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UK Identifying live, neutral and earth in outdoor festoon lighting

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Richard Cook

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I bought some outdoor festoon lighting a few years ago and the 2 pin connectors (male and female) have corroded so I’m going to splice the connectors together using heat shrink butt connectors. Each run is 5m with a male and female 2 pin connector at each end. My first thought was that this would be a 2 min job but it turns out none of the wires are labeled so it’s tricky to work out which wires are live, neutral and earth once the connectors have been cut off.

See a few photos attached.

I can connect one end (thankfully the one end that isn’t damaged) to the “starter plug” which has a transformer (31v) so can voltage check each cable and plug it in.

At the other end, with the now exposed wires, what’s the best way to find the live, neutral and earth? I’ll then need to Wago, for testing, this to the other run but how do I work out which is live, neutral and earth on that run? Trial and error? What am I looking for? Would it trip the RCD until right? What about the transformer? Any way I can avoid breaking it with testing?
 

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You really shouldn't plug them in to measure voltage if it's kicking out 230v. With the plug pins facing you, the bottom right pin is live and the bottom left is neutral. Tap out as before and you will know what is live and neutral at the other end using resistance again. No need to risk a shock.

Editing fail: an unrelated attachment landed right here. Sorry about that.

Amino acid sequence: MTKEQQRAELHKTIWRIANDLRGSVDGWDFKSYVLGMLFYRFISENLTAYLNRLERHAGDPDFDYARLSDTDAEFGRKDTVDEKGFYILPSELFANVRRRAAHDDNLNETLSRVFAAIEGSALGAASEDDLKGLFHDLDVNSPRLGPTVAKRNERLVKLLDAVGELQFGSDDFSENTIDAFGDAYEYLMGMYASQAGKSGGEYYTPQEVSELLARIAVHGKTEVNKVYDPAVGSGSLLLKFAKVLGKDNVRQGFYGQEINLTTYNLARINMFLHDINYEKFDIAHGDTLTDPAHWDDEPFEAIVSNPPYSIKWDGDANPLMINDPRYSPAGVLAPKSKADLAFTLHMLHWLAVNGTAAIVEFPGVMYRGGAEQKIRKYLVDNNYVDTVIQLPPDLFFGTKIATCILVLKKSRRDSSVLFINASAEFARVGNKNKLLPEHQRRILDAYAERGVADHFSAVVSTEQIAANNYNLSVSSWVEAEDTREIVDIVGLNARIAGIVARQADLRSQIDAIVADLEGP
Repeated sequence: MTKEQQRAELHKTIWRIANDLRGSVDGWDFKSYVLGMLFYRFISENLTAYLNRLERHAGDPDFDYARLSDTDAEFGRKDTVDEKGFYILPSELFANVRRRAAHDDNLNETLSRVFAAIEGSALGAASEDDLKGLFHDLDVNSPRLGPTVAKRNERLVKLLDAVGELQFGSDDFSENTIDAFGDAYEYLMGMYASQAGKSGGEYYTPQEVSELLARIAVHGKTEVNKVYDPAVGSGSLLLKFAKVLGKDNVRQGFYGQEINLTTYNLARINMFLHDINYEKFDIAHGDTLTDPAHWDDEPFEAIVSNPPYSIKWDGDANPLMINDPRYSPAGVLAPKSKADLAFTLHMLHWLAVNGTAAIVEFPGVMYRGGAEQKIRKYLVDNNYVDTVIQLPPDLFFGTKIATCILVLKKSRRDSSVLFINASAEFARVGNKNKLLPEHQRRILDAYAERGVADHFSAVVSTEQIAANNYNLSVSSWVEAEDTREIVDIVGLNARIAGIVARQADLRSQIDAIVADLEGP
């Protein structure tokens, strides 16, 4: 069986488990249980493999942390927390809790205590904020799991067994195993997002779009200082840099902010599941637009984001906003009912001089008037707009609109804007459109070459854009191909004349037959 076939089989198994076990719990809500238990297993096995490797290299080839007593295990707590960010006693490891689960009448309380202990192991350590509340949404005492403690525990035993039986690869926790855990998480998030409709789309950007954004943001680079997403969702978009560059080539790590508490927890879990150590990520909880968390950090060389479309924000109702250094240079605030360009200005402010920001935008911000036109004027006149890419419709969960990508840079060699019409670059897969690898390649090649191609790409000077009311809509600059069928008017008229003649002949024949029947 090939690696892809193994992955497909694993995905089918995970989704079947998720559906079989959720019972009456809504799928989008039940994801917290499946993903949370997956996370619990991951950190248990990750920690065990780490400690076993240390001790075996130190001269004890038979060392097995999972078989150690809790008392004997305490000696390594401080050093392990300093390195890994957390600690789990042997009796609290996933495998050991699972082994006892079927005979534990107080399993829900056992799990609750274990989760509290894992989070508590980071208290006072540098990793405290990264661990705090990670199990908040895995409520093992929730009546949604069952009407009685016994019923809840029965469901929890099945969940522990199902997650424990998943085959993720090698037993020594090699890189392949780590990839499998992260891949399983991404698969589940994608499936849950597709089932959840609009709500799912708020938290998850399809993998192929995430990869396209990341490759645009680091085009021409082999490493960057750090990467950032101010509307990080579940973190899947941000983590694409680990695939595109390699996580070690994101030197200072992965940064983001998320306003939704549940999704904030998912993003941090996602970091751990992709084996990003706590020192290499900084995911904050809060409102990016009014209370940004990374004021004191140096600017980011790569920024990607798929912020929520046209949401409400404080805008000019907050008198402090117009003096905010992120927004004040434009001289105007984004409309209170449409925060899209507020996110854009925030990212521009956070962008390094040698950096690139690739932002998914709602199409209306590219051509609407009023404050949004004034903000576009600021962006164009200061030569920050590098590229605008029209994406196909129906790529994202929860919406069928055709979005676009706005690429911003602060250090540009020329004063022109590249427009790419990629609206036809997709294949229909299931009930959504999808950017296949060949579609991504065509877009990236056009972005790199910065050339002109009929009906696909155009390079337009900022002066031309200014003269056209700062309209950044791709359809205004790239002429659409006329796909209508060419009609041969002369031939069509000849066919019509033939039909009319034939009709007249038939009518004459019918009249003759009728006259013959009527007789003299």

Isn't this just the same as measuring voltage in a plug socket? And the plug pins can face me upside too... there's only two pins. Do you mean with the key on the 2 pin connection plug at the bottom?

There's three wires going into a male 2 pin connector at one end three wires going into a female 2 pin connector at the other.
 
I found the following online but I honestly have no clue... I just wanted to fix the festoon lighting :rolleyes:
  • Parallel Wiring: Festoon lights are usually wired in parallel, meaning each bulb gets the same voltage. The third wire could be part of a parallel circuit configuration. In this case, two wires would carry the live (L) and neutral (N) connections to power the lights, and the third wire might be used for a return path or additional circuit stability.
  • Voltage Drop Reduction: In longer runs of festoon lighting, voltage drop can be an issue, leading to dimmer lights at the end of the string. A third wire could be used to mitigate this effect by providing a more stable electrical distribution along the length of the cable.
In either case checking continuity in the unknown wire would yield some results if it was connected to either pin in the moulded connector... but it doesn't.
 
Isn't this just the same as measuring voltage in a plug socket? And the plug pins can face me upside too... there's only two pins. Do you mean with the key on the 2 pin connection plug at the bottom?

There's three wires going into a male 2 pin connector at one end three wires going into a female 2 pin connector at the other.
I mean the plug pins that go into the wall, not the end connector
 
So I put one multimeter probe to one of the two wires (the ones that had continuity) and the other probe to the plug. With one wire both plug pins had continuity. The other wire had none. I’m assuming that wire is therefore the live but weird it returned a reading for both pins on the plug…